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Steffi Kong, Winner of the Sullivan Award at Converse College, “Excels at Everything She Does”

Shi Qing “Steffi” Kong, a senior at Sullivan Foundation partner school Converse College, is no stranger to deadly viruses. As a child in Singapore, she survived SARS (Severe Acute Respiratory Syndrome) at the age of 7 and the H1N1 virus (better known as the swine flu) when she was 10.

“Of course, I am worried about getting [COVID-19],” she told GoUpstate.com in early May. “But I joke with my friends: Third time is a charm. Either I become a victim or maybe I potentially become superhuman.”

Related: Honors student who fed thousands and rape survivor advocate earn Sullivan Awards at The Citadel

We’re betting the latter. But whatever happens with the coronavirus – and here’s hoping she doesn’t get it – Kong will likely become a big success. Now a standout student-athlete and the Converse tennis team’s No. 1 singles player since 2016, Kong is also the recipient of the Sullivan Foundation’s prestigious Mary Mildred Sullivan Award for 2020. With her degrees in biochemistry and psychology in hand, Kong plans to attend medical school and ultimately practice psychiatry in the U.S.

“She’s a gem,” Katie Mancebo, Kong’s tennis coach at Converse, told GoUpstate.com. “I’ve never met someone who is harder-working or more disciplined. She just excels at everything she does. She’s probably every coach’s dream as a student-athlete.”

In April, Kong became the first student in Converse history to win the Murphy Osborne Scholar-Athlete Award, the highest academic award for a student-athlete in the Conference Carolinas.

“I am grateful to be given the opportunity to study in the United States and be able to have a different experience outside of continuing my education in Singapore,” Kong said. “It’s because of generous scholarships that I am able to attend Converse and accomplish great milestones.”

Related: Imani Belton, Gabriel Dias receive Sullivan Awards at Winthrop University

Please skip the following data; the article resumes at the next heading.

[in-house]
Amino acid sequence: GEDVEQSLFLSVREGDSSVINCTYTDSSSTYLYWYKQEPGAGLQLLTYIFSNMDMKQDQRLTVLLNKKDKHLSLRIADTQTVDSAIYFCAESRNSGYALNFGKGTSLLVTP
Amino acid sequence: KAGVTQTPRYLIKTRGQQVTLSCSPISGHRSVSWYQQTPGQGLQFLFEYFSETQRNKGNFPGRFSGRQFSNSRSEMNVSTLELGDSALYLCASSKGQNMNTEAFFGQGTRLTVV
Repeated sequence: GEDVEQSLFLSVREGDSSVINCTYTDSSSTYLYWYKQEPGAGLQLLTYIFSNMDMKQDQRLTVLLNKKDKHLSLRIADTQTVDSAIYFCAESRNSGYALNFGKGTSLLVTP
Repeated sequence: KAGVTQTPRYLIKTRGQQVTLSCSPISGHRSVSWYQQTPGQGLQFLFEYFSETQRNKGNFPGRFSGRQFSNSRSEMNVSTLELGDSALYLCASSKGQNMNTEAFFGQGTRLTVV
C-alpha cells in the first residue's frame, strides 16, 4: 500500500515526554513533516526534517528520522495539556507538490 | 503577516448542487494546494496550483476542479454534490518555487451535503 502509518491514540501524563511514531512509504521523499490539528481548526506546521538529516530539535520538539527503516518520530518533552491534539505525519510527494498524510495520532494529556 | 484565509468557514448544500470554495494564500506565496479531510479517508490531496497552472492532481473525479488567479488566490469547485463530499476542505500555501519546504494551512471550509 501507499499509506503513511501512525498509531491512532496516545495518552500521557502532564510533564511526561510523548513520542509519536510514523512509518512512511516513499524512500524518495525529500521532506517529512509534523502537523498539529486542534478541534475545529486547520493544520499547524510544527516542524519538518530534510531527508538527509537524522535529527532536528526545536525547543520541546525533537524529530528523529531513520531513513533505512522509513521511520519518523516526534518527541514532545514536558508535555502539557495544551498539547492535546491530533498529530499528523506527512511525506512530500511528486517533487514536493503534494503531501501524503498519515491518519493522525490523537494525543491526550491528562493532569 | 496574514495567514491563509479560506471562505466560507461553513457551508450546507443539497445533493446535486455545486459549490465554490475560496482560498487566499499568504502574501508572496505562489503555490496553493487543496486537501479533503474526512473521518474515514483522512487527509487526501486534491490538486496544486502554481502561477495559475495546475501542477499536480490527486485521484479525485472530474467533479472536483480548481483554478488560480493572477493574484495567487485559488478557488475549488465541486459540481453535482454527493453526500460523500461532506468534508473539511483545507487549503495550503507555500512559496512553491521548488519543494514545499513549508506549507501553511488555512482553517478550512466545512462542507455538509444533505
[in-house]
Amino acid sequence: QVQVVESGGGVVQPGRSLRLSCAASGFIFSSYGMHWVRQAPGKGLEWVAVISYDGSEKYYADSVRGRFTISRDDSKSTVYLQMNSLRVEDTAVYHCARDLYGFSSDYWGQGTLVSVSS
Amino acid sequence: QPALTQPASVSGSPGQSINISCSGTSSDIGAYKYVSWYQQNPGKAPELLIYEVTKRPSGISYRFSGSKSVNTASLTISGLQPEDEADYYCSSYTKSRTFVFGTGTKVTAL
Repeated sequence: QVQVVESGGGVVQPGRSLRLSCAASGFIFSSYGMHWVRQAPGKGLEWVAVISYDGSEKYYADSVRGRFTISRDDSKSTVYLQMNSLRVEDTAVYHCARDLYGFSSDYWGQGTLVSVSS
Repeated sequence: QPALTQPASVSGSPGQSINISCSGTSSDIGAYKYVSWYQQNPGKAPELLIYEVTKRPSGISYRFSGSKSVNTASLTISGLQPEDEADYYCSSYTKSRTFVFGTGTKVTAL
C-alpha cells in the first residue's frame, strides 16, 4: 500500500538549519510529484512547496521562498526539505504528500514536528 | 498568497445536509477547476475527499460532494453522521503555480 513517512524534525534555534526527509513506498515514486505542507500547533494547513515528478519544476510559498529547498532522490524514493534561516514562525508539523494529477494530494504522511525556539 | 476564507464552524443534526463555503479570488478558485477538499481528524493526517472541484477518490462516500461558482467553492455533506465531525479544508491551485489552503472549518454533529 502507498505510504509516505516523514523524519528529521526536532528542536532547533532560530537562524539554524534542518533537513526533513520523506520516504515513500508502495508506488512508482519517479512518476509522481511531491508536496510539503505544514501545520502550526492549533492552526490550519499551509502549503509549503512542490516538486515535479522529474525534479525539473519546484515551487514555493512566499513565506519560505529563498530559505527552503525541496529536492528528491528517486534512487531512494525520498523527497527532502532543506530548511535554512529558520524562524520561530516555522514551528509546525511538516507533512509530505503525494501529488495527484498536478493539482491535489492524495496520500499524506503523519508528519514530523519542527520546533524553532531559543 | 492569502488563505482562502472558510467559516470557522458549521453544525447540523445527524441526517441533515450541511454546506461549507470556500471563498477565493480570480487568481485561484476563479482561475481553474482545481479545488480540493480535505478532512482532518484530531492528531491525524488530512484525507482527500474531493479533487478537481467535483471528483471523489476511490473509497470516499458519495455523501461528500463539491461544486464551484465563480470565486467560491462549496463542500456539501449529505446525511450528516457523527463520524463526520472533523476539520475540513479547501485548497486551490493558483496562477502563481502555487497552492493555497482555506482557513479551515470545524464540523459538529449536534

Sullivan Award winner Steffi Kong has presented her research at two national conferences and one international conference.

Kong has presented her research and publications at two national conferences and one international conference—a rare privilege for an undergraduate student. She made biophysics presentations at the Materials Research Society Fall Meeting & Exhibit in Boston in 2019 and the South Carolina IDeA Networks of Biomedical Research Excellence Science Symposium in Columbia, S.C. in 2020.

She also presented her psychology research at the Association for Behavioral and Cognitive Therapies Annual Convention in Atlanta in 2019. Dr. Marie LePage, one of Kong’s psychology professors at Converse, collaborated with her on the presentation. “On our way driving home from the Atlanta conference, she just lit up like a Christmas tree,” LePage told Conference Carolinas in a profile on Kong. “That’s special for a student to get that jazzed about therapy. She’s just genuinely passionate about it. She wants to be the best she can be. I’ve taught thousands of students, and she ranks among my top five in terms of being an advanced scholar. But when it comes to passion, she absolutely ranks No. 1.”

Related: UA Sullivan Award winner Malik Seals on a quest to cure multiple sclerosis